Switching allegiances: On Allegiant, unhappy endings, and the writer-reader relationship
Veronica Roth took the phrase “murder your darlings” too seriously, and quite literally, when writing Allegiant, the much anticipated finale of her dystopian trilogy, which held top spots in the New York Times bestseller list for Young Adult novels since bursting onto the scene in 2011. There can be no thorough discussion of the novel without divulging plot spoilers, but the online reaction is indication enough: the fallout was bad, even for a genre that can only offer happy-ish endings at best.
But Roth fans went online to vent their sadness, anger, and disappointment, and John Green went on his soapbox. Anybody familiar with contemporary YA knows him as the NYT-Bestselling author of YA coming of age, manic pixie dream girl-fueled narratives, and he tends to speak out in favor of fellow YA authors. This time around, he admonished Allegiant readers to respect authorial intent, or in his words, fulfill their responsibilities to the text.
This prompted a dubious acquisition of Allegiant, to find out what the fuss was about, my gut saying that hardcore fans wouldn’t feel bad without due cause.
Now, I’m no fan, but I wanted to root for Veronica Roth. I thought Divergent was a pretty solid debut novel: serviceable prose and strong heroine, not unlike The Hunger Games. I appreciated how her heroine Tris had regular teenage issues; the immediate sequel, Insurgent, addresses the nuances of having a young romantic relationship amidst a troubled, futuristic milieu. But her world-building was pretty basic, with a lot of dystopian tropes and high school stereotypes, and cliffhanger endings were cheaply used.
The tl;dr version: Roth had some good ideas, but could use a little more fine-tuning. I also thought that she was laboring under the demands of a strict publication schedule—all books came out within a year of each other—and the pressure of differentiating her books in a genre that is rapidly becoming oversaturated.
Emotional ramifications of plot aside, Roth fans have reason to feel shortchanged. Changing narrative structure from a single POV to the alternating first-person perspectives of Tris and her boyfriend/fellow insurgent Four, should have added depth to the storytelling. But the voices are too similar, interchangeable even, for two characters with vastly different underlying motivations; it muddled characterization instead of clarifying it. (Many other readers also protest the implausible strategic decisions and reactions of certain characters). The late change in structure also suggests that Roth wrote herself into a corner and needed Four’s POV to narrate events without Tris’s physical presence. The pacing is uneven: glacial at the beginning, but then goes into warp speed at the drop of the hat. Plot developments are not allowed to percolate in readers’ minds, and the new villain lacks the screen time to trouble readers with his evil intentions.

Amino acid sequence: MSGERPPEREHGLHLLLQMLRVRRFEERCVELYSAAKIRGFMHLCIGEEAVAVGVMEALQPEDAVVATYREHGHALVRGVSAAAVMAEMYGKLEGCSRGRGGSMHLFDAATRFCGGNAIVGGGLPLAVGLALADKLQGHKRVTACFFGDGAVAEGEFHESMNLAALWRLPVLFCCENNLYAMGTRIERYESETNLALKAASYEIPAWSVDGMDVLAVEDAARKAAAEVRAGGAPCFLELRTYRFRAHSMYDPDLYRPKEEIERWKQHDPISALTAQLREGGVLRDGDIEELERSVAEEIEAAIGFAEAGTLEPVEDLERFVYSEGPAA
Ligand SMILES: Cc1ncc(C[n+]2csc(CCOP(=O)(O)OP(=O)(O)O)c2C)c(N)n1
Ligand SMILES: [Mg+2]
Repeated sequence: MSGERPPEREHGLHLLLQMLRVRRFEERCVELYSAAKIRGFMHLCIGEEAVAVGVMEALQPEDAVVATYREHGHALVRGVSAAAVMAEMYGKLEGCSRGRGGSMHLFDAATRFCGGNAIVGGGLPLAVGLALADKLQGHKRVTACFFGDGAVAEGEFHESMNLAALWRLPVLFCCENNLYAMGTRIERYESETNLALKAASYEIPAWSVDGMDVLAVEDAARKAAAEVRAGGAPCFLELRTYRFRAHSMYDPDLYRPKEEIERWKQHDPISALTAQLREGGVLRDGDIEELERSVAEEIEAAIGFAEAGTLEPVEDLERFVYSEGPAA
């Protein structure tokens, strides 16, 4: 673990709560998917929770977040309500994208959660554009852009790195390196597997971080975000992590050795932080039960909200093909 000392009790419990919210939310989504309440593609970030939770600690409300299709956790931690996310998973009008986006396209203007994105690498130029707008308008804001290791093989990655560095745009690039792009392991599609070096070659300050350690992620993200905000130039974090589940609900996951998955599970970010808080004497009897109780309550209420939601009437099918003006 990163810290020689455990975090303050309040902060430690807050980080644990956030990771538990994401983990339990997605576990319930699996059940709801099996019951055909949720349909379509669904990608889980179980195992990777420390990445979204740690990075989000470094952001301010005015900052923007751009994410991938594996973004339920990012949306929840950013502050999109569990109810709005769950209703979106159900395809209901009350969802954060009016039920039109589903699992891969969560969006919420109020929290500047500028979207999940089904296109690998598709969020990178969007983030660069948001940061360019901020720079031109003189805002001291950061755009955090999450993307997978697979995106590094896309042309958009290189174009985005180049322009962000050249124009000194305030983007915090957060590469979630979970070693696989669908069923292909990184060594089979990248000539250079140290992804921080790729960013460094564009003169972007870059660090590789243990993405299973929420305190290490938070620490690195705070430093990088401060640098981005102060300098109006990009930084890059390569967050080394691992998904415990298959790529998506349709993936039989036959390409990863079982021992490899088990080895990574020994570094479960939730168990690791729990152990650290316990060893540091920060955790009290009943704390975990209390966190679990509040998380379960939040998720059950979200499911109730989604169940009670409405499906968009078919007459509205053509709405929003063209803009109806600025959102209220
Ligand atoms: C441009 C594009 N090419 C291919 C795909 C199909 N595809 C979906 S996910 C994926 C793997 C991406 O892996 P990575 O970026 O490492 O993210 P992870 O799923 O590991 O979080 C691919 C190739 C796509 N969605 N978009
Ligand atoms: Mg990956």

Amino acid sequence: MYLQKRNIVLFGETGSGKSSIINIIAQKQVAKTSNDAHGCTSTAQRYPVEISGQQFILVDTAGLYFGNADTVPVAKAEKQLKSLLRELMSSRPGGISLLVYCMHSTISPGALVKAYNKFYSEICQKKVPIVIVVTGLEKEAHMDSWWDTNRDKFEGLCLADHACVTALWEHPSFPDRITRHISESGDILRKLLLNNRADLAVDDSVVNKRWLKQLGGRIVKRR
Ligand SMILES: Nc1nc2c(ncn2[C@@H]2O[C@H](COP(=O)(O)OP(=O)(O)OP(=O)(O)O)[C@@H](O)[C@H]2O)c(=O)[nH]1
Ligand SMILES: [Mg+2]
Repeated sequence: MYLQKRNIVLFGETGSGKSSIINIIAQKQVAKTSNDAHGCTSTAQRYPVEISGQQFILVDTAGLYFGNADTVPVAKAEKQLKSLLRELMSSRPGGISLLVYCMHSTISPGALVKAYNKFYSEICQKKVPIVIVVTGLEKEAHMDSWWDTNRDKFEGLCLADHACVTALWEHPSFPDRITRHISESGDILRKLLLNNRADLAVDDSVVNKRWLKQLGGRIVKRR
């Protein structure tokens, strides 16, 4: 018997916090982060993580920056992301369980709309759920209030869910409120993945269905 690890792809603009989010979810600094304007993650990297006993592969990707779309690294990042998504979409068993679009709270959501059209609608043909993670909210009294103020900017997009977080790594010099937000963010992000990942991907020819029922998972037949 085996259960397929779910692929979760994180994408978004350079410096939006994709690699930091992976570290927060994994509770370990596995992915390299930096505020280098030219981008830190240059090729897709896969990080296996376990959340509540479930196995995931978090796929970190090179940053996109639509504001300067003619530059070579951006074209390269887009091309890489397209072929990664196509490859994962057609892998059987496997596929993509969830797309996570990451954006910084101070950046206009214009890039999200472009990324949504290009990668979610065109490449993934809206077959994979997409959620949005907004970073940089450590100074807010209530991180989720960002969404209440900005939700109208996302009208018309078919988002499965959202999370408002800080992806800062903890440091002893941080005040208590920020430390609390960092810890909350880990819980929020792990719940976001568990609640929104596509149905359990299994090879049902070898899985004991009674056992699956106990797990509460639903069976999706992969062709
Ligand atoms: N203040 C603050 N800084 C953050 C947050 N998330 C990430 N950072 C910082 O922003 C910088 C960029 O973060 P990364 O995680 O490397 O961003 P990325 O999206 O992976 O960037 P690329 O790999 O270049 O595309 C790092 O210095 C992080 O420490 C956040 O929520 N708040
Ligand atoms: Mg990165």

And then there are the limits of genre. Reading genre fiction often enables readers to fall back on certain conventions. Amazon classes Allegiant in the Love and Romance sub-category of its Teen books section; the book also devotes more time to the Tris and Four relationship. So it is understandable if readers harbor expectations in this regard, and express disappointment when there is no satisfactory conclusion to the romantic plot.
Green asks Roth’s fans to read her novel generously. But he seems to forget that is the extent of their responsibility, for readers are in no way obligated to like the book, and have every right to disparage if if they find it lacking. Those feels posted online are substantiated, and if you take a look at Allegiant’s reviews on Amazon, there are very detailed, rational explanations for their dislike. There are positive reviews as well, but this is par for the course for bestselling authors, so a deluge of negative comments from an otherwise vocally supportive fanbase must have come as a surprise.
These days, barriers between author and reader are broken down by social media, and an author who regularly engages the fan community can only be aware of the fans’ investment in their stories and characters. Roth was one such author, a darling of the Goodreads community, and she cleverly used the internet to generate publicity: digital downloads of Four-centric stories fueled fan interest in the months leading to Allegiant’s release. Roth broke this trust, not because she denied her readers a happy ending, but because she was unable to convince them of the necessity of her preferred conclusion.
There is a post-script to this tale: Roth has taken to her blog and explained at length why she chose to end the series the way she did. It is to her credit that she took the time to address her readers and acknowledge their feelings, and to cynical minds, arrest fan fallout to sustain interest in the books’ movie franchise. But a good writer wouldn’t have needed to, the ending would have spoken for itself.
Veronica Roth’s note on Allegiant’s ending can be found at: http://veronicarothbooks.blogspot.com/2013/10/about-end-of-allegiant-spoilers.html